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Agricultural Policies in Emerging Economies 2009

Monitoring and Evaluation

image of Agricultural Policies in Emerging Economies 2009
This report analyses policy agricultural developments during 2006-08 in seven economies: Brazil, Chile, China, India, Russia, South Africa and Ukraine. This period was marked by a significant increase in world prices for most, but not all, agricultural commodities. Policy responses to rising food prices included tariff reductions, export restrictions, increased minimum prices and price controls, input subsidies, sales of stocks and direct transfers to the most disadvantaged. Other major common policy developments included: expanded government-supported credit facilities and/or debt rescheduling, endeavours to improve the delivery and performance of agricultural policies, extended coverage of insurance programmes and further efforts in land reform. A comprehensive statistical annex containing a wide range of contextual information for these economies is also included in this report.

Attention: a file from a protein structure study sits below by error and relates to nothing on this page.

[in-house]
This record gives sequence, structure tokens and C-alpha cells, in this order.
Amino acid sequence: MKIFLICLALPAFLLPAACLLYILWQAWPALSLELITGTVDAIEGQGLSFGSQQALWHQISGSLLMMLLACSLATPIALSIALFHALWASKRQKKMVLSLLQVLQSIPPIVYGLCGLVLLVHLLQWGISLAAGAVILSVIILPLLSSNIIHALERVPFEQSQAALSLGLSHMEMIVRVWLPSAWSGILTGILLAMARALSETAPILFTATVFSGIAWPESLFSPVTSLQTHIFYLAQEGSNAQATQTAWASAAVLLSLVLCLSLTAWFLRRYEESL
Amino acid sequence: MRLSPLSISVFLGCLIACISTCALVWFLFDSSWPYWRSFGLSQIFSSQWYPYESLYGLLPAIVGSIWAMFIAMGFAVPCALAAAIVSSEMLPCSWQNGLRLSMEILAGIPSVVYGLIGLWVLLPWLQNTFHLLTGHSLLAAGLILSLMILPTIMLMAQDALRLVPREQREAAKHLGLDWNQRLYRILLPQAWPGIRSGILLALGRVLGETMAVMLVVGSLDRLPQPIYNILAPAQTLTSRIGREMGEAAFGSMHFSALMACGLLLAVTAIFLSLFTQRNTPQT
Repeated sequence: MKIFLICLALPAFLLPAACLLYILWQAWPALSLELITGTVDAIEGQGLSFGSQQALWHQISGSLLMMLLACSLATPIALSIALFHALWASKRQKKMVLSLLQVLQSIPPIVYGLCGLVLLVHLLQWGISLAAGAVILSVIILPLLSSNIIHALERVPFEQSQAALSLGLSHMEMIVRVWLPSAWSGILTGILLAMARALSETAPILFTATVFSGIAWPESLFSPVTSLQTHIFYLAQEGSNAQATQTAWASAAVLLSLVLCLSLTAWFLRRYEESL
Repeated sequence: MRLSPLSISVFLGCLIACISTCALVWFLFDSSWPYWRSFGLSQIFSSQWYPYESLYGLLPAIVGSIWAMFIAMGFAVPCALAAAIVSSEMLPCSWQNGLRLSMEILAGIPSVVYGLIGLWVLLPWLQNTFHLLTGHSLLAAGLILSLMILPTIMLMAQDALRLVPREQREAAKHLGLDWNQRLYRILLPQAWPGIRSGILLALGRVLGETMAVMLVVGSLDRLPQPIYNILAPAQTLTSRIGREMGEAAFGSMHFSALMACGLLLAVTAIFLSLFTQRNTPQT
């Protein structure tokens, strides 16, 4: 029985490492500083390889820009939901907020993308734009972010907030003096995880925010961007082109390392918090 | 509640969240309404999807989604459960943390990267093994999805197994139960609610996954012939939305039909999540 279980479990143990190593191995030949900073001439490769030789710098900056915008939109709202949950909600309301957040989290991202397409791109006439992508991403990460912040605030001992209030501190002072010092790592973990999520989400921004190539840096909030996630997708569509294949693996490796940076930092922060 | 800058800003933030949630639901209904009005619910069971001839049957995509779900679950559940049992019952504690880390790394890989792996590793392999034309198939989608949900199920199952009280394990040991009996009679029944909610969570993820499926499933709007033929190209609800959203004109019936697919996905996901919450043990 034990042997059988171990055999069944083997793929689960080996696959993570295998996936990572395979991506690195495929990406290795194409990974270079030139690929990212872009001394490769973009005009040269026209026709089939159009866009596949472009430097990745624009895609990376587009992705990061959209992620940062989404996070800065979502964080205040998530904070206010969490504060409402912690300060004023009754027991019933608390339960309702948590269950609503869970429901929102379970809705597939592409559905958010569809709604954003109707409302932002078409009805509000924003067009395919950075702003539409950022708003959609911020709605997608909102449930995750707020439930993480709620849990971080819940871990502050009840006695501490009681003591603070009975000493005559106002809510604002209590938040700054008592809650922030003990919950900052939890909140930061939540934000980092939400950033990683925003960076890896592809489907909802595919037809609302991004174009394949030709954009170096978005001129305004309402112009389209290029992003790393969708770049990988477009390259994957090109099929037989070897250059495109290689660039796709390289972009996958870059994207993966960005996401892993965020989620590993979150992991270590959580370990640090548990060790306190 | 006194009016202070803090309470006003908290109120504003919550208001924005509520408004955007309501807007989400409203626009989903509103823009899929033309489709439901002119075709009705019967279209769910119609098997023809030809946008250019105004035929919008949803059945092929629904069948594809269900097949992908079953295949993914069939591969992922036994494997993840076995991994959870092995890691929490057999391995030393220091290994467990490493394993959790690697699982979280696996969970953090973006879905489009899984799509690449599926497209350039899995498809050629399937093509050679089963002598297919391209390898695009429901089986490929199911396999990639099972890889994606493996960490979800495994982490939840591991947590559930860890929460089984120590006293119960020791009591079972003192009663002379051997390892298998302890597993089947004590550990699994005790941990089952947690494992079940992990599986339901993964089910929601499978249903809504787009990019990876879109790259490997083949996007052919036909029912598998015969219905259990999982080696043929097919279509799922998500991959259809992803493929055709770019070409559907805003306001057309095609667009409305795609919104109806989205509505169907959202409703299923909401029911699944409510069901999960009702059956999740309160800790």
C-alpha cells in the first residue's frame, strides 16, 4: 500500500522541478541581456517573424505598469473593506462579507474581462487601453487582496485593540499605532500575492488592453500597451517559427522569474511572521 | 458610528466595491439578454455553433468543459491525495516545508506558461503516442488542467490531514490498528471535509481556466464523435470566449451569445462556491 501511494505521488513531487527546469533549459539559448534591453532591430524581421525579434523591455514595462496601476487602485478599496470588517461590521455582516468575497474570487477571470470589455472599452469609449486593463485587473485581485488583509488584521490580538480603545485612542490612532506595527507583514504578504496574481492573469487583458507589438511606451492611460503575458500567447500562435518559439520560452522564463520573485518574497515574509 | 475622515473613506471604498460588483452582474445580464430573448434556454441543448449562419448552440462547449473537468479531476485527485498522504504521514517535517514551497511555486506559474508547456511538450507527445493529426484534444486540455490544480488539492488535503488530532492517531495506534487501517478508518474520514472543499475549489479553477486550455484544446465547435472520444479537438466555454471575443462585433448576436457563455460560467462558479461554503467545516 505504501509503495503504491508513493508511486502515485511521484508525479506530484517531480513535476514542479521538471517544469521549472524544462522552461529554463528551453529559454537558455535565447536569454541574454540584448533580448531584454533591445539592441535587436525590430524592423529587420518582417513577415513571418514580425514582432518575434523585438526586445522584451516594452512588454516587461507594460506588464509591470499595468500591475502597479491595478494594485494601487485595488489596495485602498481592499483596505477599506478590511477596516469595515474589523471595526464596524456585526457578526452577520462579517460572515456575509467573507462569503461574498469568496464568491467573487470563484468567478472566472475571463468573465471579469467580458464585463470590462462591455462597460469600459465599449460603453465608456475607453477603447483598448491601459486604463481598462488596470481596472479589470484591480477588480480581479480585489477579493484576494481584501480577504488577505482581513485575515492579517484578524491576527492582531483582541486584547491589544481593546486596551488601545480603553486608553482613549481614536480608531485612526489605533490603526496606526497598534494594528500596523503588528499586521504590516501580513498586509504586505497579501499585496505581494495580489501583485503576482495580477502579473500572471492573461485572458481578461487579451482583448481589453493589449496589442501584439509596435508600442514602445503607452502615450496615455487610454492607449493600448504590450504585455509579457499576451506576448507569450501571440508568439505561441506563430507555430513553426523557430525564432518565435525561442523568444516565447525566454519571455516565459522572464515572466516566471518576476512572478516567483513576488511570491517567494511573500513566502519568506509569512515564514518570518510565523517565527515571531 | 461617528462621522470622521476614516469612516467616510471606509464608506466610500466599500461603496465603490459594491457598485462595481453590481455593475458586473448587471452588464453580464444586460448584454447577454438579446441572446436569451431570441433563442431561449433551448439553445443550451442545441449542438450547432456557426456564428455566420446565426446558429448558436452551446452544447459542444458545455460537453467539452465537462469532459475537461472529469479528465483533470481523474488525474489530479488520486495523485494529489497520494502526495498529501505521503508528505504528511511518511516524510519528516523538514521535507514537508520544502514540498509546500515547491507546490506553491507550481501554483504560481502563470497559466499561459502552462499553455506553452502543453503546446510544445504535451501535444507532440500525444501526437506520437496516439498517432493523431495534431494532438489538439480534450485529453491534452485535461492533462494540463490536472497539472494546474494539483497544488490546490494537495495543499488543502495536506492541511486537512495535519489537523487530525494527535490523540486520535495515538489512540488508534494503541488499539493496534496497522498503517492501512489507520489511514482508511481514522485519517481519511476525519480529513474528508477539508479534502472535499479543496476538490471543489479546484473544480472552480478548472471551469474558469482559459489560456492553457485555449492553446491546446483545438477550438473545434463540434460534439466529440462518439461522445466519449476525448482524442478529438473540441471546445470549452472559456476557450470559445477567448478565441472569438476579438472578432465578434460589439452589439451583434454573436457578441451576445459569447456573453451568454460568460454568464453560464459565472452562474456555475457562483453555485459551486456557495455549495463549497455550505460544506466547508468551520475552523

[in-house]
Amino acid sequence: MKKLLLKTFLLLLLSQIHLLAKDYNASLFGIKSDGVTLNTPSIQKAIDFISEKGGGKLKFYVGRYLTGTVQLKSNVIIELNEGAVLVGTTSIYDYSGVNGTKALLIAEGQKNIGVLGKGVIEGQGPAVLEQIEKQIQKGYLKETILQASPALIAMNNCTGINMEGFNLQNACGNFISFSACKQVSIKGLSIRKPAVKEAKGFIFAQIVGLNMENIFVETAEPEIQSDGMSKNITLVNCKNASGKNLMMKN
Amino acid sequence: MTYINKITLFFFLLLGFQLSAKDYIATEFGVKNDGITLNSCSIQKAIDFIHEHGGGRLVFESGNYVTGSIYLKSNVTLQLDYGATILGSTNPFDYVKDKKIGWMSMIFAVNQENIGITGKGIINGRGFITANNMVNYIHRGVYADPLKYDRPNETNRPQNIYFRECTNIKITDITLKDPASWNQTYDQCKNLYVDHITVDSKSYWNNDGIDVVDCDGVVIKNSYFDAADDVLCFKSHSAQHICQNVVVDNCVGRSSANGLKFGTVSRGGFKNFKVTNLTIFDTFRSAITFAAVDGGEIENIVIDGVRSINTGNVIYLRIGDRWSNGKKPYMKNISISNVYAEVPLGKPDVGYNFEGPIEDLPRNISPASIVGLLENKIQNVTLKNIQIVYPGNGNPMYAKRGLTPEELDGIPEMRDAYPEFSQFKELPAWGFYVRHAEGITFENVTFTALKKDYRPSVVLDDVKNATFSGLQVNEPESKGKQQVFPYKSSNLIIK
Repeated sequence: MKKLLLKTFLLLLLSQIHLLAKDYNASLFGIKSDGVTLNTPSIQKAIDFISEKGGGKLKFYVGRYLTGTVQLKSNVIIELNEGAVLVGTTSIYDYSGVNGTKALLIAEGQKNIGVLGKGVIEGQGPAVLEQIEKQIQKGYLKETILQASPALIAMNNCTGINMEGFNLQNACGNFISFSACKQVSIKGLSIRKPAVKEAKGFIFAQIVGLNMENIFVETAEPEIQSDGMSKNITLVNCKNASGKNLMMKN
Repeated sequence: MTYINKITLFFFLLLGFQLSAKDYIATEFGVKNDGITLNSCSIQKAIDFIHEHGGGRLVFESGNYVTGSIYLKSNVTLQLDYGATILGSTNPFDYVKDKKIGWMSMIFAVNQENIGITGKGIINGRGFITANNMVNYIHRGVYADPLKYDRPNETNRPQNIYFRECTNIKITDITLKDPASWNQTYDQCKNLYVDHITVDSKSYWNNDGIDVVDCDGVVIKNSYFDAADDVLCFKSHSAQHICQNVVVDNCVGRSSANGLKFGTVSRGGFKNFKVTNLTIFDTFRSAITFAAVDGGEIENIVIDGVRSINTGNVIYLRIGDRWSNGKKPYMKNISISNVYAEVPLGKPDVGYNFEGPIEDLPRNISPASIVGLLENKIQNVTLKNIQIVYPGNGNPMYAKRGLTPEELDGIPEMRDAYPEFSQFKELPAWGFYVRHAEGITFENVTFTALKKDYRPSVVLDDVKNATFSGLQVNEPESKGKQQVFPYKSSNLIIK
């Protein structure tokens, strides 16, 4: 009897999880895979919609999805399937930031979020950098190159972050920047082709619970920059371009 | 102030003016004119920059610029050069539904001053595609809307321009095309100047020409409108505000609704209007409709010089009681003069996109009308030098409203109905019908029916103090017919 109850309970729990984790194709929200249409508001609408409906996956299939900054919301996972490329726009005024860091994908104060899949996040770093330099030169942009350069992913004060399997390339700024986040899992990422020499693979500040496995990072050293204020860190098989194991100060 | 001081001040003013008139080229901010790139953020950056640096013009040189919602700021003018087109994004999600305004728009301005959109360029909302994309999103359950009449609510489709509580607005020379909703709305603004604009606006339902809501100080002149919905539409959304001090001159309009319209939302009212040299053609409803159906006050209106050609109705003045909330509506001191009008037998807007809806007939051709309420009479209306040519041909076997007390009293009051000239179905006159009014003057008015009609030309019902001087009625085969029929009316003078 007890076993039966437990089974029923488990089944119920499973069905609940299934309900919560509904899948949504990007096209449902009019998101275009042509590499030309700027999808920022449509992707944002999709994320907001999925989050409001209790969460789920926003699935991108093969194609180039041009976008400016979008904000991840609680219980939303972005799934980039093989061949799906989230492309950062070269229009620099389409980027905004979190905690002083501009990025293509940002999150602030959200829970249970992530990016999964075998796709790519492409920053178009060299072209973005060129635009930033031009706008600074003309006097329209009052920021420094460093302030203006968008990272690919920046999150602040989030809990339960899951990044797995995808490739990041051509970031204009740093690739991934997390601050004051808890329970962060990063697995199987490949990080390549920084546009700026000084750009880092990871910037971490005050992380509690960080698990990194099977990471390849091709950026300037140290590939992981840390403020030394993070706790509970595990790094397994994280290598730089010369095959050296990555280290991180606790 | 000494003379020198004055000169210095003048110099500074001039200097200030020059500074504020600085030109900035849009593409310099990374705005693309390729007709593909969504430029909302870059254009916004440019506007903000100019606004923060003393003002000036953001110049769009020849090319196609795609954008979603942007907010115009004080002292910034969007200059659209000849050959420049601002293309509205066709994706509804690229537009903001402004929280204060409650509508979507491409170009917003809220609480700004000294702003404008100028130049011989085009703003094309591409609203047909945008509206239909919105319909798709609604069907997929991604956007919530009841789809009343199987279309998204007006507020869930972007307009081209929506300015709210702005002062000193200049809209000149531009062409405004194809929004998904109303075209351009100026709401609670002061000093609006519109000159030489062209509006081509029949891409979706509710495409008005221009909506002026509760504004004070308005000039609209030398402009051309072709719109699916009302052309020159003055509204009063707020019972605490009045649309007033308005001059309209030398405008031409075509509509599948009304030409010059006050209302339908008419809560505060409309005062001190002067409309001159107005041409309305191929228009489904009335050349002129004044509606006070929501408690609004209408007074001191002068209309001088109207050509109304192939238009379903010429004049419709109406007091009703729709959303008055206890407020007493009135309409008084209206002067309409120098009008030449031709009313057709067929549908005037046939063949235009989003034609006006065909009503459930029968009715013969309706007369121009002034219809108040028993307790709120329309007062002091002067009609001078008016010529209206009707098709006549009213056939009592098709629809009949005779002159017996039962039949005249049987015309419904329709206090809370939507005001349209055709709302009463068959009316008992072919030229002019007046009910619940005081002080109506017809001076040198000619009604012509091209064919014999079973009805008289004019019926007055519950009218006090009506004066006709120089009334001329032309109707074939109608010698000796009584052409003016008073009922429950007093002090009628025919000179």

Estimates of support to agriculture in six economies (India is not yet covered) from 1995 to 2007 are provided, in conformance with recent changes to the OECD measurement methodology. This allows a consistent comparison across emerging economies and with OECD countries in terms of changes in the level and composition of support to producers and the sector as a whole.

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Brazil

Brazil provides a relatively low level of support and protection to agriculture, reflecting its position as a competitive exporter and a relatively open trade policy. While increasing in nominal terms, the level of producer support has been relatively constant at 5% of gross farm receipts since 2000, with producer prices on average only 3% above world prices. ?

Nevertheless, there is a wide range and growing number of agricultural policy measures. Price supports have been used extensively, in principle to offer price stability (minimum guarantee prices are set at low levels) and to provide localised support to smaller “family” farmers. There is also heavy state intervention in the credit system, both creating access to credit and rescheduling debt commitments.

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